Reserve Bank of Australia Annual Report – 1967 Papua and New Guinea

Expenditure and Economic Activity

Economic activity in the Territory of Papua and New Guinea continued to increase during 1966/67, mainly under a strong stimulus from rising government expenditure but also as a result of increasing private expenditure. Accompanying the general growth of the economy has been a gradual widening in the use of money.

Spending by the Administration increased by 16 per cent, which was slightly more than the increase in the preceding year. This was financed by a non-repayable grant from the Australian Government of $70 million, loan raisings of $6 million and internal receipts amounting to approximately $44 million. Comparable amounts in 1965/66 were $62 million, $6 million and $35 million respectively. In addition, direct expenditure by Commonwealth Government departments in the Territory during 1966/67 was about $37 million, a rise of $7 million on 1965/66.

Graph 21

T.P.N.G. Government Expenditure

Source of Funds

Graph Showing T.P.N.G. Government Expenditure

A substantial proportion of official expenditure was for capital works; three new institutions—the University of Papua and New Guinea, the Institute of Higher Technical Education and the Papua and New Guinea Development Bank—received funds for their establishment.

Production of most primary products increased during the year but copra was slightly below its 1965/66 level. With more favourable seasonal conditions cocoa production recovered from the depressed levels of 1965/66 and the coffee crop was at a record high. Production of timber rose, in response to increasing demand for logs from overseas and for sawn timber from the building sector. However, imports caused some local marketing problems for sawn timber. Rubber production improved slightly and production of two new commodities, pyrethrum and tea, increased slowly; the first commercial tea processing factory in the Territory opened in the Western Highlands during July 1966. Late in 1966/67 a joint Administration and private enterprise scheme to develop some 6,000 acres of oil palm on the West Coast of New Britain was announced.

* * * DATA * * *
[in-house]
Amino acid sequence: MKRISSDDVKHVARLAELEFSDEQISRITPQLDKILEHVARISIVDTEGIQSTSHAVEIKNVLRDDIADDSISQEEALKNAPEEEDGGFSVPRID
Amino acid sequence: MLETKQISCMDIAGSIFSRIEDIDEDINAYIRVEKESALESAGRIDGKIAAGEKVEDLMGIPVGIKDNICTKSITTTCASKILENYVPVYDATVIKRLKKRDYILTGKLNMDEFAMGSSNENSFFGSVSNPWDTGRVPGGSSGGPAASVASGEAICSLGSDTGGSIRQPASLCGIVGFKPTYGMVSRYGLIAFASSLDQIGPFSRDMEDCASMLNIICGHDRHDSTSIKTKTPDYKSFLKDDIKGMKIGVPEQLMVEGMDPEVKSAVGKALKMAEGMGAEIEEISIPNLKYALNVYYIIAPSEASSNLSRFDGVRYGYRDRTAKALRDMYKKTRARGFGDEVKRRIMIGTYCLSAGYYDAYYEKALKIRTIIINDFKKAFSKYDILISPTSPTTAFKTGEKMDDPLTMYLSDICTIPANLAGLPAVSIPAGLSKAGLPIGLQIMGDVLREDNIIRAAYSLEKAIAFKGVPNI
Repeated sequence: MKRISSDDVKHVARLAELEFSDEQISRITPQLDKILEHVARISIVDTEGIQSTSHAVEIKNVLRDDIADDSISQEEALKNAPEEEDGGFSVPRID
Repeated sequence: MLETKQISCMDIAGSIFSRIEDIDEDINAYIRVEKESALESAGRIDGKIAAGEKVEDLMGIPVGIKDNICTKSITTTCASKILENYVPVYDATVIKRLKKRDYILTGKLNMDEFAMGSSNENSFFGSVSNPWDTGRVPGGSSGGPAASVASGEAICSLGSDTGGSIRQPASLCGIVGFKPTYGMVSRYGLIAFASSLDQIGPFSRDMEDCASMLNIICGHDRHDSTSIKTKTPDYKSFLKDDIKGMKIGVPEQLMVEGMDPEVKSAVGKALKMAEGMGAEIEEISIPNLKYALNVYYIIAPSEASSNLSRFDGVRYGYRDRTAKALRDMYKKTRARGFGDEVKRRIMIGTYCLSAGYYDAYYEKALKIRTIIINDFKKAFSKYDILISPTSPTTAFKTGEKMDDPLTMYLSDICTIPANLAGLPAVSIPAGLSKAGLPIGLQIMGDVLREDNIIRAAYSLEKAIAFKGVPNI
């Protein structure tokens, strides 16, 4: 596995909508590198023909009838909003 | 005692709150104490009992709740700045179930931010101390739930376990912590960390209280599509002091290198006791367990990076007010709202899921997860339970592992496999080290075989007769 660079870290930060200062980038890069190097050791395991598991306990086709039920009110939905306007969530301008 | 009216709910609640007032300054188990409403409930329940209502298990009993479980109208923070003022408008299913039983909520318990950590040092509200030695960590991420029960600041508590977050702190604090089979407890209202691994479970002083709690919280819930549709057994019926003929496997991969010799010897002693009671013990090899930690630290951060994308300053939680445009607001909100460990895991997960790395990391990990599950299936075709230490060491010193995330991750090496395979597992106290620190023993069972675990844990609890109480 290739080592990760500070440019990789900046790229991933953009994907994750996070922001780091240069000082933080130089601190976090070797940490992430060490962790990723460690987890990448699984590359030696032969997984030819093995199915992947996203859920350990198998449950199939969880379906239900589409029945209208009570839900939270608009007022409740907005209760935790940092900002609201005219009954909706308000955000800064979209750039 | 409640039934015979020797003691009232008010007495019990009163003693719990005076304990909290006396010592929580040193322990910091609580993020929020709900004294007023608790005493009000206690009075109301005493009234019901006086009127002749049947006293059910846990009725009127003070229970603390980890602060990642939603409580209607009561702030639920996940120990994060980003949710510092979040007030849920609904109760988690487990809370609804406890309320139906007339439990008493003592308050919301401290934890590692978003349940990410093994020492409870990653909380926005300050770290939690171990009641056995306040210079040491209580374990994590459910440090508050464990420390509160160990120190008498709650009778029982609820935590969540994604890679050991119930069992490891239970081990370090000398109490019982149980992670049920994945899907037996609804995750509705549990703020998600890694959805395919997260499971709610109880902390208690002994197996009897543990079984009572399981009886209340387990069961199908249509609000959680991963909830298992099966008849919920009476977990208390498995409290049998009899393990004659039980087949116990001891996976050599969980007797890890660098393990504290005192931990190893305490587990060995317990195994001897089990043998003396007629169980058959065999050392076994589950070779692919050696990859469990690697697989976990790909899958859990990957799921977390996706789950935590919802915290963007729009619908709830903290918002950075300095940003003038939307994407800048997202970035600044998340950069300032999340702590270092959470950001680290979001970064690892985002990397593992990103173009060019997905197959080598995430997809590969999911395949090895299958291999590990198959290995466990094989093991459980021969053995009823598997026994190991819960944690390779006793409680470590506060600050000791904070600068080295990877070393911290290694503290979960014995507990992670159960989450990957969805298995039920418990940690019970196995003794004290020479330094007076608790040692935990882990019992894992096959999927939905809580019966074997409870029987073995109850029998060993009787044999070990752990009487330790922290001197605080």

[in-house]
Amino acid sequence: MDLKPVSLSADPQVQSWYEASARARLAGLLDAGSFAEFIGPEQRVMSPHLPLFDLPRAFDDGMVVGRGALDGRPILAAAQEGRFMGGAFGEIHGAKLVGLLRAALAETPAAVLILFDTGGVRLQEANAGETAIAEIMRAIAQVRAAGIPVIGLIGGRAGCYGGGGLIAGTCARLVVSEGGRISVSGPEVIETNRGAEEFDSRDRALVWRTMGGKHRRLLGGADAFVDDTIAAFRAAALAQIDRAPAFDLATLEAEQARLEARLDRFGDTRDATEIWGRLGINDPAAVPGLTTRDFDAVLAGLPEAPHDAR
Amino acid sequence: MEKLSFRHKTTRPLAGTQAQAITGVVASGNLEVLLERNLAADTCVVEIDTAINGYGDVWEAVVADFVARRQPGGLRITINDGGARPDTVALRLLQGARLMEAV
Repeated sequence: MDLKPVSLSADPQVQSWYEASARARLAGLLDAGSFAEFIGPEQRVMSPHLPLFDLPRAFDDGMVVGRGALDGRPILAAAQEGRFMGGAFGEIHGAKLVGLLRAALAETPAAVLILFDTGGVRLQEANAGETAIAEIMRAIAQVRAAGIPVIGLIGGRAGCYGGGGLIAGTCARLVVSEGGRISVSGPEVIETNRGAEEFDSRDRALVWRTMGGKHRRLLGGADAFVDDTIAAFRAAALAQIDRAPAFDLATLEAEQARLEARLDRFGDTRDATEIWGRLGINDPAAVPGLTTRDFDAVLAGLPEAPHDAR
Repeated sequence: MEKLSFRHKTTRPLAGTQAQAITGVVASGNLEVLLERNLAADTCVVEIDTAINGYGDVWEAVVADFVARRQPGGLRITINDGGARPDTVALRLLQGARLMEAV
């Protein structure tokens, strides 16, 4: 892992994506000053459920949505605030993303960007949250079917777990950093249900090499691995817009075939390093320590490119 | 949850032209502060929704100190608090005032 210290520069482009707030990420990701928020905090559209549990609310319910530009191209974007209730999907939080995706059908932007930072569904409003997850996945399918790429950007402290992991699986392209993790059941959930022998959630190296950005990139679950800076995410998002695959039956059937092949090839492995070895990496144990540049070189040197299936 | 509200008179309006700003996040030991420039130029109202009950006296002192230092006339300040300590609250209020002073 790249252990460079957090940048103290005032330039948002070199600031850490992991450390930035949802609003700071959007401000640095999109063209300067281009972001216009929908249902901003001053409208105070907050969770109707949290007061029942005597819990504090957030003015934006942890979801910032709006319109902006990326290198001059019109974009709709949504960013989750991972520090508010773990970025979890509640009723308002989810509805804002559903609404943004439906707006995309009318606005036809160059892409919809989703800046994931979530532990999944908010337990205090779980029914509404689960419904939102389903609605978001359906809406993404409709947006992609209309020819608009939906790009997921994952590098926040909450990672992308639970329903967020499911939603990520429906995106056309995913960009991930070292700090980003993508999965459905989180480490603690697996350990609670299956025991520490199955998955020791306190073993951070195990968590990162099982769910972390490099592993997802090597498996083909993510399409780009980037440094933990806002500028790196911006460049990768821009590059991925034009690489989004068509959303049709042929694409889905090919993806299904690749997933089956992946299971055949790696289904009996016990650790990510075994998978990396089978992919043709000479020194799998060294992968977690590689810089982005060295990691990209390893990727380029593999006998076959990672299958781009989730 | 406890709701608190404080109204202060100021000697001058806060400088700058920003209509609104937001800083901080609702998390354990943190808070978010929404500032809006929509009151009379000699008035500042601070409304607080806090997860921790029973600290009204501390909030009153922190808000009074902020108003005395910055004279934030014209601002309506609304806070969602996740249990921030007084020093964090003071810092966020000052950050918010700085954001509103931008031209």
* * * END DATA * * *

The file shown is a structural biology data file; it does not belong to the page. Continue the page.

The increase in government expenditure provided a substantial stimulus to the growth of other industries. The building industry grew in response to strong demand from both the public and private sectors. Secondary industry continued to expand and diversify but shortage of skilled labour remains a problem. The recent decision to permit skilled Asian workmen to remain in the Territory for limited periods could assist in some instances.

Improvements to the road system have assisted the growth of motor transport, and new motor vehicle registrations rose over the year.

The Consumer Price Index rose by 2 per cent during the year reflecting, in part, higher import and excise duties mostly on cigarettes and tobacco. The rise was, however, less than in the previous year. Wages generally increased during the year. During May, the Territory's Public Service Arbitrator handed down a judgement increasing salary levels for Papuan and New Guinean public servants. These increases averaged around 10 per cent of current salaries and could extend to wage levels in other sectors of the economy.

The rising volume of primary production was not fully reflected in higher export income because of a fall in some commodity prices—particularly for coffee and rubber. The examination of copper ore deposits in Bougainville continued throughout the year. Should it be decided to develop these deposits there would be a substantial addition to administrative revenues and a significant contribution to Territory export earnings through exports of copper. Provision has been made for the Territory Administration to take up part of the share capital in this project. Reflecting the rapidly rising levels of aggregate expenditure, imports continued to rise particularly strongly; imports of foodstuffs, manufactured goods and machinery, in particular, increased significantly. As a result of imports rising faster than exports the trade deficit continued to widen during the year.


Both bank deposits and funds lodged with savings and loan societies and savings clubs increased during the year. Savings bank deposits increased by $3.9 million during the twelve months to June 1967 when they totalled $29.8 million while the number of accounts increased by 44,000 to 286,000; these increases were slightly less than those recorded during the preceding twelve months. Trading bank deposits at the end of the year totalled $32.2 million, having increased by $3.1 million over the twelve months. This increase was a little less than that recorded in 1965/66. Current deposits increased at a faster rate than in the previous year but fixed deposits which had been the most buoyant component of deposits during the previous two years levelled out.